A few days later we enjoyed this somehow rakish view of Lake Cachuma.

DSC_9004-b.JPG

9004 Angles & Reflections

Though it was from a Cachuma dam release to replenish ground water in the Santa Ynez Valley, it was nice to see a thin strip of green amid bone dry scrub.

DSC09495-b.JPG

9495 Thirsty Land

2019/05/23

Restart

It’s surprising to me how much has happened since the last post here! So finally today a little time opened up to share more pix since the end of our last big Tripp trip to the Pacific Northwest and UK/EU airline adventures. We were deep in an epic drought back in July, with wildfires running amok and smoke hanging over our brown hills.

DSC04804-b.JPG

4804 Veiled Brown

People were enjoying our beaches though, like this one next to the marina.

DSC04966-b.JPG

4966 Shape of Water

August brought much more of the same.

DSC05007-b.JPG

5007 Watersports

Including wildfires that felt overwhelming despite the courage of firefighters rushing toward the dense smoke.

DSC05115-b.JPG

5115 Defender

August also sadly saw our last flight in beautiful Tripp. There’s a story in the performing arts about how to get the most from every show: make it for two people. The person seeing it for the first time, and the person seeing it for the last time. Though we hope to see many more flights in small planes in coming years, harvesting pix of familiar sights from that last Tripp flight is extra special now.

DSC05128-b.JPG

5128 Kelp Harvest

Hendry’s Beach (Arroyo Burro) evokes the relaxed mood in our zoom pix as we rode our magic carpet offshore that last time.

DSC05140-b.JPG

5140 Relaxing

 

2019/01/19

Endings & Beginnings

Our last day in London began the end of our memorable 3-week adventure in the UK and EU. Taking the tube from our hotel to Heathrow was surprisingly nostalgic, as we mingled with commuters, locals and a few visitors like us.

81941 Last Tube

81941 Last Tube

It felt like hours, and like seconds, before we were high over Greenland. Talking with the few other passengers huddled at the back, conversation turned to the melting glaciers.

053237 Greenland Browning

053237 Greenland Browning

Did sagging in the channels and ripples on the surface indicate it’s moving faster?

054122 Quickening?

054122 Quickening?

Is the vast size of it reassuring or scary? The discussion was perhaps made more somber by the fact we were awake while most passengers slept. In another “instant” hours later, we were descending into Phoenix for our connecting flight when the Grand Canyon passed below.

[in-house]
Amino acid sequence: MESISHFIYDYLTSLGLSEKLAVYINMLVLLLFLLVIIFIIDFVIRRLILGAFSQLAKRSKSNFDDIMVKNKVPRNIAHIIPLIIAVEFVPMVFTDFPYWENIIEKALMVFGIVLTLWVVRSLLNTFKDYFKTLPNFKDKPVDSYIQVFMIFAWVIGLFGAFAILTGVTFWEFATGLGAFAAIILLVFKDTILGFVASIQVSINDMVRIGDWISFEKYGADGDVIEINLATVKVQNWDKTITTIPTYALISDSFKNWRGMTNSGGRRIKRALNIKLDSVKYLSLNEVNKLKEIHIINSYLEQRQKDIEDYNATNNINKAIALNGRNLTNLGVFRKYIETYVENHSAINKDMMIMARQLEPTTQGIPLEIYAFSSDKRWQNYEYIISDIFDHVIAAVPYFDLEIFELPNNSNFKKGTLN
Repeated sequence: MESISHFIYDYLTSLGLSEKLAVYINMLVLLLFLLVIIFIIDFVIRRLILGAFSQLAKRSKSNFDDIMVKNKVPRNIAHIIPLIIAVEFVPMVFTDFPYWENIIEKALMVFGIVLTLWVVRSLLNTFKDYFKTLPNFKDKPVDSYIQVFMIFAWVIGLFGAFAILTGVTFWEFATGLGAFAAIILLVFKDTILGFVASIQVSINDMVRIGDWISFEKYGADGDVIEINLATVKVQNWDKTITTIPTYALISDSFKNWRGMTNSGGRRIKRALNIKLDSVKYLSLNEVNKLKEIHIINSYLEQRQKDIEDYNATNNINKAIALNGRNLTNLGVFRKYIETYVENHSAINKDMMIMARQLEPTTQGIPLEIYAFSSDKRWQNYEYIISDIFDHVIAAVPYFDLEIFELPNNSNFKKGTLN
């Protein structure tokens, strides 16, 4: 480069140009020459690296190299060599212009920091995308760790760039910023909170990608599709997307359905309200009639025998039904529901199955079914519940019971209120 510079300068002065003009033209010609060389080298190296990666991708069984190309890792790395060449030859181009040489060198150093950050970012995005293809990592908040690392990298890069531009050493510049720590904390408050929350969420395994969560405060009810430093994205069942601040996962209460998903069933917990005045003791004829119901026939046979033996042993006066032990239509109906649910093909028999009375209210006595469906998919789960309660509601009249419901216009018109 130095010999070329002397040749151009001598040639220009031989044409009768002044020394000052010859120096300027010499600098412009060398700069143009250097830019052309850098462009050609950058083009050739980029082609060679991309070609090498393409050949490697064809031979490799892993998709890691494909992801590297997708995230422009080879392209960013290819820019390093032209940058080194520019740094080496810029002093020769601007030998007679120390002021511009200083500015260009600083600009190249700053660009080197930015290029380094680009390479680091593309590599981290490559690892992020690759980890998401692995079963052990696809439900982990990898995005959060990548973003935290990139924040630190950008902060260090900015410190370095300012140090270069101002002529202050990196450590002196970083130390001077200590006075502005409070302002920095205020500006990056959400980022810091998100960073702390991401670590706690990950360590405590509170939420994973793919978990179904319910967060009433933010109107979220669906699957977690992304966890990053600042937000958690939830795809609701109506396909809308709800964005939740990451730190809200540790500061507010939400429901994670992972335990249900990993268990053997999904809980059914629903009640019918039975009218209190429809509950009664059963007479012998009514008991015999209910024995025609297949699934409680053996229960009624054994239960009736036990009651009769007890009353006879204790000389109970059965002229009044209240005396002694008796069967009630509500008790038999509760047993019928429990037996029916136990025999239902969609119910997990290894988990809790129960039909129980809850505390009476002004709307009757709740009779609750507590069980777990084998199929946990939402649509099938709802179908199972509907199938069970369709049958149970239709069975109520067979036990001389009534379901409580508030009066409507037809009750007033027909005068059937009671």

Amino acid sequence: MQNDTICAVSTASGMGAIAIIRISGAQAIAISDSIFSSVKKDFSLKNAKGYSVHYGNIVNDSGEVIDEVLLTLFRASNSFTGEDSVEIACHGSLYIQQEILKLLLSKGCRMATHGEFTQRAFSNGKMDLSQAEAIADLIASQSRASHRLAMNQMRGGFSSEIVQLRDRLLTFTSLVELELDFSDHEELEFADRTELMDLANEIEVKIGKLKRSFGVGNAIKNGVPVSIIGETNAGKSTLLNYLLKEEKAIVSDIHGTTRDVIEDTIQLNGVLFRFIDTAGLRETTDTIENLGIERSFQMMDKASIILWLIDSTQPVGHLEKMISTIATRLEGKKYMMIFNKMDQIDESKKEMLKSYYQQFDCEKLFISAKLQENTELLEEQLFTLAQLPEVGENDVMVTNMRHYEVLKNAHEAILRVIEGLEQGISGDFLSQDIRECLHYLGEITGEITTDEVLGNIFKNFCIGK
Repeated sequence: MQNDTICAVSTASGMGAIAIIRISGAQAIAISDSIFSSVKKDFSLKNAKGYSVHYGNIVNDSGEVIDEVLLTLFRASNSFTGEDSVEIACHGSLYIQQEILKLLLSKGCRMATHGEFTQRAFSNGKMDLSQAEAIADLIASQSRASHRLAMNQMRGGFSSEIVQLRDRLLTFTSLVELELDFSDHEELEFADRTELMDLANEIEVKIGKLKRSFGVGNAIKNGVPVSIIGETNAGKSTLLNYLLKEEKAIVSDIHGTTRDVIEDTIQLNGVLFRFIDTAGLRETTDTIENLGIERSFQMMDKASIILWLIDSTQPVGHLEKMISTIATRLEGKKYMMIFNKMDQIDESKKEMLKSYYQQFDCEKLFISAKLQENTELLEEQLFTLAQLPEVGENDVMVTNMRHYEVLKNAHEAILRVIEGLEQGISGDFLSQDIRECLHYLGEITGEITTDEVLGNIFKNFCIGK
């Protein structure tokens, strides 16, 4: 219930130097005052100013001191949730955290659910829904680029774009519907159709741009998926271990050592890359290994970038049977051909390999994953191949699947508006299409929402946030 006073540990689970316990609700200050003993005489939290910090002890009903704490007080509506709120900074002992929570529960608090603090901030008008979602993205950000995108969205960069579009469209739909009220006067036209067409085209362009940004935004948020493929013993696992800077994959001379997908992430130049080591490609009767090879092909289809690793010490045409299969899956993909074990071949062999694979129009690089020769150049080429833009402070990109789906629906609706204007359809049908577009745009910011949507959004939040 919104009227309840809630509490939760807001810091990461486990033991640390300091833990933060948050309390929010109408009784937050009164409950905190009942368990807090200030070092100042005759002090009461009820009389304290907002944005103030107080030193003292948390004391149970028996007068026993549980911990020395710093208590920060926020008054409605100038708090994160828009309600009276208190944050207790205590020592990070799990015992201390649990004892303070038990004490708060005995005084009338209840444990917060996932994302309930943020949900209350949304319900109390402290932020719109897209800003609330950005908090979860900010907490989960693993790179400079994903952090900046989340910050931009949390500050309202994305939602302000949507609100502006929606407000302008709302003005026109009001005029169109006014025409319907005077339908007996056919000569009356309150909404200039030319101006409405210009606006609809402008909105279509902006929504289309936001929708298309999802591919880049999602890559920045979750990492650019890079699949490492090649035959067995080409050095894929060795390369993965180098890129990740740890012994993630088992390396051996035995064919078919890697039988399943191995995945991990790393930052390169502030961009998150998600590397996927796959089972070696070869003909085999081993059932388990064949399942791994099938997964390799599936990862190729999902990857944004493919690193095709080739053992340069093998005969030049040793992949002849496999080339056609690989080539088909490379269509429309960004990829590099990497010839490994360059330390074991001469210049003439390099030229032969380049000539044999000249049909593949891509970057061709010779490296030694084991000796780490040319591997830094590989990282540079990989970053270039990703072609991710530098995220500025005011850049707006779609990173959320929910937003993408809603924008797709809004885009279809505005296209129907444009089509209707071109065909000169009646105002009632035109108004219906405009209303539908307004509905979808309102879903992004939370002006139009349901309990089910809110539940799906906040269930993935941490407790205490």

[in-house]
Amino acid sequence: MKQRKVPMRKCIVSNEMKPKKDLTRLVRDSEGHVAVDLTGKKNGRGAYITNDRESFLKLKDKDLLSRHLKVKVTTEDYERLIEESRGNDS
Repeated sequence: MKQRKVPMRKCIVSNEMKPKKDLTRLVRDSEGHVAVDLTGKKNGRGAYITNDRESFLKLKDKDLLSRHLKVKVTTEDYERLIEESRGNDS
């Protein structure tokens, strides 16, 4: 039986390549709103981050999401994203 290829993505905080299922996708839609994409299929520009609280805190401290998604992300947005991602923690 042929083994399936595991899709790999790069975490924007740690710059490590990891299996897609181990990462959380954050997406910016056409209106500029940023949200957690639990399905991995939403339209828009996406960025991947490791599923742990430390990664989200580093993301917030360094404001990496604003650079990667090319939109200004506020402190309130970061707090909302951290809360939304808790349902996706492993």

151704 Grand Canyon

151704 Grand Canyon

I can’t make out the lodge through hazy airline windows from this height. But that horizontal line from the right-center edge is the Grand Canyon airport (KGCN). I thought about how much more we’d enjoyed the canyon view from Tripp’s open windows, and the adventures we’ve enjoyed after landing at that airport and Marble Canyon. In a “moment” we took off again, glimpsing through scratched plastic the distant mountain outcrops we’ve seen closely from air and ground.

175139 Phoenix Takeoff

175139 Phoenix Takeoff

Our hearts quickened as we turned over the Santa Barbara Channel gliding down through the sunset to SBA, where the runway was already in gathering darkness beneath a cold blue moon.

185358 Day & Journey End

185358 Day & Journey End

This landing also marked a full beginning of our transition from Tripp to Tiger. That is, starting to take ever more and longer flights in the club’s AA5-B Grumman Tiger. Like this one a week later when we saw fluffy clouds announcing the impending start of rainy season.

9421 Riding The Tiger

9421 Riding The Tiger

Soon I’ll start sharing more pix from these recent flights, along with some older favorites from our last flights in Tripp. For now, thanks for sharing our UK/EU Adventure. 🙂

« Previous PageNext Page »

Blog at WordPress.com.

%d bloggers like this: